- Political Evolution (Evópoli): centre-right, liberal, conservative
- National Renewal (RN): centre-right, conservative
- Democratic Independent Regionalist Party (PRI): centre to centre-right, regionalist

Apruebo Dignidad (Approve Dignity) is a left coalition including:
- Humanist Action (Partido Humanista): left-wing, libertarian socialist, environmentalist
- Democratic Revolution (Revolución Democrática): centre-left to left-wing, democratic socialist
- Social Green Regionalist Federation (Federación Regionalista Verde Social): centre left to left-wing, green politics, sustainability
- Communist Party of Chile (Partido Comunista de Chile): left-wing, communist, Marxist–Leninist
- Christian Left of Chile (Izquierda Cristiana de Chile): left-wing, Christian left, Christian socialist             
- Social Convergence (Convergencia Social): left-wing, libertarian socialist, anti-neoliberalist
- Commons (Comunes): left-wing, autonomist, feminist

Some other political parties in the country include:
- Socialist Party (Partido Socialista de Chile): centre-left, social democratic, progressist
- Party for Democracy (Partido por la Democracia): centre-left, traditions of democratic socialism and liberal progressiveness
- Christian Democratic Party (Partido Demócrata Cristiano): centre, self-declared to bridge communism and capitalism

Type of State
A Republic based on parliamentary democracy whereby the President is both Head of State and Head of Government.
Executive Power
The President is both the Chief of State and Head of Government, and holds the executive power. The President appoints the Cabinet and has the authority to remove the Commanders-in-Chief of the Armed Forces. He or She is elected by popular vote for a single four-year term and is not eligible for a consecutive re-election.
Legislative Power
The legislature is bicameral. The Parliament (or National Congress) consists of a Senate (the upper house) with its 50 members elected by popular vote to serve eight-year terms (with half of the membership elected alternatively every four years), and the Chamber of Deputies (the lower house) with its 155 members elected by popular vote to serve for four years. Elections follow the Hondt method (proportional representation). The citizens of Chile enjoy considerable political rights.

Indicator of Freedom of the Press


The world rankings, published annually, measures violations of press freedom worldwide. It reflects the degree of freedom enjoyed by journalists, the media and digital citizens of each country and the means used by states to respect and uphold this freedom. Finally, a note and a position are assigned to each country. To compile this index, Reporters Without Borders (RWB) prepared a questionnaire incorporating the main criteria (44 in total) to assess the situation of press freedom in a given country. This questionnaire was sent to partner organisations,150 RWB correspondents, journalists, researchers, jurists and human rights activists. It includes every kind of direct attacks against journalists and digital citizens (murders, imprisonment, assault, threats, etc.) or against the media (censorship, confiscation, searches and harassment etc.).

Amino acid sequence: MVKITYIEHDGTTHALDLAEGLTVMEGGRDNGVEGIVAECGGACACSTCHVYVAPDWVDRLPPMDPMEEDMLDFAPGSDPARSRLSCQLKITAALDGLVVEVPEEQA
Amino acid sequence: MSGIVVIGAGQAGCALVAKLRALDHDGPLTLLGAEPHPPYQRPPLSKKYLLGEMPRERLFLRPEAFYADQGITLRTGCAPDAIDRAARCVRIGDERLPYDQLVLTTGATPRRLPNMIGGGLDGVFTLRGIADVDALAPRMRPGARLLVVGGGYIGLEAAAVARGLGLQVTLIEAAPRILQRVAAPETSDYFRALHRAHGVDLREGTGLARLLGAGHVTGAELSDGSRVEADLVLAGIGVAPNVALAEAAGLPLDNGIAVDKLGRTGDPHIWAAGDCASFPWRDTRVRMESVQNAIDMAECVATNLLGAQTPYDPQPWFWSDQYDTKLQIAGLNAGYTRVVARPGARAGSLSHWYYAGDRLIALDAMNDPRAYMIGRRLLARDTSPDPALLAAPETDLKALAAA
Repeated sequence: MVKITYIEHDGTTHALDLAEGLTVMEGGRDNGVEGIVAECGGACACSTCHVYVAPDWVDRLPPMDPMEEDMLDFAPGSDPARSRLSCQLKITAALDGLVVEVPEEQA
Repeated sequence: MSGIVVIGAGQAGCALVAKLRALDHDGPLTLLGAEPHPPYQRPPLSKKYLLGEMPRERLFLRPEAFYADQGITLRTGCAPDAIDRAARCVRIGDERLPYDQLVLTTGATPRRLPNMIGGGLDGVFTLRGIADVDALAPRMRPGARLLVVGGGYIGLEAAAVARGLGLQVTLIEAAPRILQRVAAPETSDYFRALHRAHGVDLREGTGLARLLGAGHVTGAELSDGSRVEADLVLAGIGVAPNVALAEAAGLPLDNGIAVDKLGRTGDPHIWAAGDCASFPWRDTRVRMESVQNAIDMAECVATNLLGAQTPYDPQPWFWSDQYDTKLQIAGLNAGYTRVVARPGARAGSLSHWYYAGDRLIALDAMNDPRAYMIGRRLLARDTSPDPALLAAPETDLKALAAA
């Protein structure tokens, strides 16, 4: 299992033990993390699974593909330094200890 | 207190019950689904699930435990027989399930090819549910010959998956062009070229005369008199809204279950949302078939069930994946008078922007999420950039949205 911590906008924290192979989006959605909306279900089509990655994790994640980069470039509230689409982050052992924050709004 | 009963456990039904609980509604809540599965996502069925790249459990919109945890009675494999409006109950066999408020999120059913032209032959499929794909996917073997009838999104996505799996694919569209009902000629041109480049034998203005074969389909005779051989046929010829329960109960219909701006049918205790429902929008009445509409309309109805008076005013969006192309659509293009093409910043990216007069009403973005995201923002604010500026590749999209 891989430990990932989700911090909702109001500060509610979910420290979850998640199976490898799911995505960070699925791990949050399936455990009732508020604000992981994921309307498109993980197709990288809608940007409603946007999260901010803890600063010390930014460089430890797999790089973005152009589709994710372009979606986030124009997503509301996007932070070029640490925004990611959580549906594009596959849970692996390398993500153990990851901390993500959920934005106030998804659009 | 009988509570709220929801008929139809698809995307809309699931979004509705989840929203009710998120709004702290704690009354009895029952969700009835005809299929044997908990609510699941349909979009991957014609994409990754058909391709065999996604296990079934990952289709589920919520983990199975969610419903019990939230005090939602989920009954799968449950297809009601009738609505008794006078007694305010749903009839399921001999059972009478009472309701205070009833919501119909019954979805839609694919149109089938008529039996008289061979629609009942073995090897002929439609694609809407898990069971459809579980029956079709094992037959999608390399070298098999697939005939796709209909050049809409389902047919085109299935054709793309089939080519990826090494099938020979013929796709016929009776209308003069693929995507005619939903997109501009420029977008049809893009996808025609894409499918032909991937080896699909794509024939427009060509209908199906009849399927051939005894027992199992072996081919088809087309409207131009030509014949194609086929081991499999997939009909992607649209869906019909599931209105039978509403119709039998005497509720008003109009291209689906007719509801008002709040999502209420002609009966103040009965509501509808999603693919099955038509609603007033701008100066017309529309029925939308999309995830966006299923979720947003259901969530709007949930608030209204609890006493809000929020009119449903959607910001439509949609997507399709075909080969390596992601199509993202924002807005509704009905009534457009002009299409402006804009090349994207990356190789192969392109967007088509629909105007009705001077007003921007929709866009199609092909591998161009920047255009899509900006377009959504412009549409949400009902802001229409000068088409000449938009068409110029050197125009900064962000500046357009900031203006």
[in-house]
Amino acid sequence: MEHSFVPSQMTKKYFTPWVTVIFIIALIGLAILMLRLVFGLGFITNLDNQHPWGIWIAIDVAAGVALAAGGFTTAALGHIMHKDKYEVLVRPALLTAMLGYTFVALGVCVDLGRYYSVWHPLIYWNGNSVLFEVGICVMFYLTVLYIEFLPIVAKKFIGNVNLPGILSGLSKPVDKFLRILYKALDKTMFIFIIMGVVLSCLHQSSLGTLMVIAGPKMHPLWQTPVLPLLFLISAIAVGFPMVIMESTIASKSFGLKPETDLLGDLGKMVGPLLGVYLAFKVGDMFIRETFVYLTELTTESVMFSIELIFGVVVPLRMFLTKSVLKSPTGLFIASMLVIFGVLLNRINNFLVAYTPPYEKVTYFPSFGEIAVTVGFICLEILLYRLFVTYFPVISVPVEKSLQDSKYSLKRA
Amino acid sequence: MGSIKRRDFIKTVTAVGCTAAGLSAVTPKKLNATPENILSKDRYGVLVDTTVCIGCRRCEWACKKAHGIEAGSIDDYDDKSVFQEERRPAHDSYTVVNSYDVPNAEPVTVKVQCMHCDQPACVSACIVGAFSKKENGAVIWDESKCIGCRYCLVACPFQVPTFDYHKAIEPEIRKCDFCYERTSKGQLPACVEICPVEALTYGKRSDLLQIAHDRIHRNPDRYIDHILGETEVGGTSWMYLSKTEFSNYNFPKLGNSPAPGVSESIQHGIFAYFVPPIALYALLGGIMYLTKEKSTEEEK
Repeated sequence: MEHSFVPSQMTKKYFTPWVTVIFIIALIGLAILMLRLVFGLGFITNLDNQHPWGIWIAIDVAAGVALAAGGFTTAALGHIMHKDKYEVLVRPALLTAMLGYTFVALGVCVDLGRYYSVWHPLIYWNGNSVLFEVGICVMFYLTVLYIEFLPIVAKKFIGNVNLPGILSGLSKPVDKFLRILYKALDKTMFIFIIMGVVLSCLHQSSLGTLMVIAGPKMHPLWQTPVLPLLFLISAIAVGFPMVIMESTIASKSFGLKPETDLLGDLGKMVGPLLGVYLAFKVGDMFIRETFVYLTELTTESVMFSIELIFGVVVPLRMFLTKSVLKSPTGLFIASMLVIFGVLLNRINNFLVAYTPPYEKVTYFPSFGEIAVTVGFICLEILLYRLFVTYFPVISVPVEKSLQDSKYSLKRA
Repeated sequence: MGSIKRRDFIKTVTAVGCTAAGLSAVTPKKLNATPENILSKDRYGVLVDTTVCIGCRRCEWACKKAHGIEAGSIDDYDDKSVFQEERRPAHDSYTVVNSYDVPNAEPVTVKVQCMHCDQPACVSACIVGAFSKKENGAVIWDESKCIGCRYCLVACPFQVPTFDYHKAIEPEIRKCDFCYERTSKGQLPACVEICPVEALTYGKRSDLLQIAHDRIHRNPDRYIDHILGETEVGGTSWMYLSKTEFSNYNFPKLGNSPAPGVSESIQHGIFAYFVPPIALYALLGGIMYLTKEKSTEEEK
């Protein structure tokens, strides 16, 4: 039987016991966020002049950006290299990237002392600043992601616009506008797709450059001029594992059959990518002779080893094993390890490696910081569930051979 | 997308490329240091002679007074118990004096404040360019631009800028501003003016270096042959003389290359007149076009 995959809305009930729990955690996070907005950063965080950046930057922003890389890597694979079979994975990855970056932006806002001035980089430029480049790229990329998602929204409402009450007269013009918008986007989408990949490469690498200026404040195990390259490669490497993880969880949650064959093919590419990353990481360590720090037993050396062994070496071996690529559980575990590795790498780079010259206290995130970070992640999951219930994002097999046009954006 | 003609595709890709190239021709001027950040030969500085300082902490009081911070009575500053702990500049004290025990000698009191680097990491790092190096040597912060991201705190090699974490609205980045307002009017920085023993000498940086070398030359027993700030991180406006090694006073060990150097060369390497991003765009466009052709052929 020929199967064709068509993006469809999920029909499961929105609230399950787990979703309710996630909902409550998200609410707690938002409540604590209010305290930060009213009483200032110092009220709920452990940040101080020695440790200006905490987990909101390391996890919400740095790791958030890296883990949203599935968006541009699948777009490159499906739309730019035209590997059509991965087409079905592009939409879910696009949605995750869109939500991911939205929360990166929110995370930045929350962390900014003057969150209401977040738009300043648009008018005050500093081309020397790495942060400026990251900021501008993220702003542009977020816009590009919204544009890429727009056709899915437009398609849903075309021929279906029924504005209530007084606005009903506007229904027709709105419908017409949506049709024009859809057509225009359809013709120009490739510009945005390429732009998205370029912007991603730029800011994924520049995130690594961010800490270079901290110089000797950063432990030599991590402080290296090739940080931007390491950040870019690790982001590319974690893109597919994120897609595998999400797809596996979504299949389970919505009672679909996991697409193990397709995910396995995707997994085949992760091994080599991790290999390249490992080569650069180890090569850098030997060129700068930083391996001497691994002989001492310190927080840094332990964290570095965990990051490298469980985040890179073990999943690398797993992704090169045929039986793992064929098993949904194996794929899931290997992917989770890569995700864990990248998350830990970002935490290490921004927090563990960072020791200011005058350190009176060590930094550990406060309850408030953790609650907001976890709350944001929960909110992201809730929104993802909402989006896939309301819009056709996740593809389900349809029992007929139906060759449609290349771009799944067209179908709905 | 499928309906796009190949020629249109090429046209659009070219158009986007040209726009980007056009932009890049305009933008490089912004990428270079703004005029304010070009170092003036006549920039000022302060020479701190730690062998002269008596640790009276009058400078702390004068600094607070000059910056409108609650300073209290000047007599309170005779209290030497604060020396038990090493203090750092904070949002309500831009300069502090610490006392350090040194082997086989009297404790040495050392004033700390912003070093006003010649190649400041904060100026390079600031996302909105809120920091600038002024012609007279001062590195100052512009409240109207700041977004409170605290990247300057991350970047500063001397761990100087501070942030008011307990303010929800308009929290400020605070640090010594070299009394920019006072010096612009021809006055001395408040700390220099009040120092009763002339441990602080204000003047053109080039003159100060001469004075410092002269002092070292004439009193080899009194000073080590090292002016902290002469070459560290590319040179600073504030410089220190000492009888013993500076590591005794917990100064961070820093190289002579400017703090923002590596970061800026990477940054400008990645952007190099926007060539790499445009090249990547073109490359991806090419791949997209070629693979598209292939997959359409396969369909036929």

World Rank:

Indicator of Political Freedom


The Indicator of Political Freedom provides an annual evaluation of the state of freedom in a country as experienced by individuals. The survey measures freedom according to two broad categories: political rights and civil liberties. The ratings process is based on a checklist of 10 political rights questions (on Electoral Process, Political Pluralism and Participation, Functioning of Government) and 15 civil liberties questions (on Freedom of Expression, Belief, Associational and Organizational Rights, Rule of Law, Personal Autonomy and Individual Rights). Scores are awarded to each of these questions on a scale of 0 to 4, where a score of 0 represents the smallest degree and 4 the greatest degree of rights or liberties present. The total score awarded to the political rights and civil liberties checklist determines the political rights and civil liberties rating. Each rating of 1 through 7, with 1 representing the highest and 7 the lowest level of freedom, corresponds to a range of total scores.

Political Freedom:
Civil Liberties:

Political freedom in the world (interactive map)
Source: Freedom in the World Report, Freedom House


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COVID-19 Country Response

Sanitary measures
To find out about the latest public health situation in Chile and the current sanitary measures in vigour, please consult the Chilean government platform on COVID-19 and the website of the Ministry of Health including the up-to-date information on the containment measures put in place and public health recommendations.
Travel restrictions

Regularly updated travel information for all countries with regards to Covid-19 related entry regulations, flight bans, test requirements and quarantine is available on TravelDoc Infopage.
It is also highly recommended to consult COVID-19 Travel Regulations Map provided and updated on the daily basis by IATA.
The UK Foreign travel advice also provides comprehensive travelling abroad advice for all countries, including the latest information on health, safety, security, entry requirements and travel warnings.

Import & export restrictions
A general overview of trade restrictions which were adopted by different countries during the COVID-19 pandemic is available on the International Trade Centre's COVID-19 Temporary Trade Measures webpage.
Economic recovery plan
For the information on the economic recovery scheme put in place by the Chilean government to address the impact of the COVID-19 pandemic on the Chilean economy, please visit the website of the Ministry of the Economy. Additional information in English is available on KPMG's website.
For the general overview of the key economic policy responses to the COVID-19 outbreak (fiscal, monetary and macroeconomic) taken by the Chilean government to limit the socio-economic impact of the COVID-19 pandemic, please consult the section dedicated to Chile in the IMF’s Policy Tracker platform.
Support plan for businesses

For a general overview of international SME support policy responses to the COVID-19 outbreak refer to the OECD's SME Covid-19 Policy Responses document.
You can also consult the World Bank's Map of SME-Support Measures in Response to COVID-19.


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Latest Update: September 2023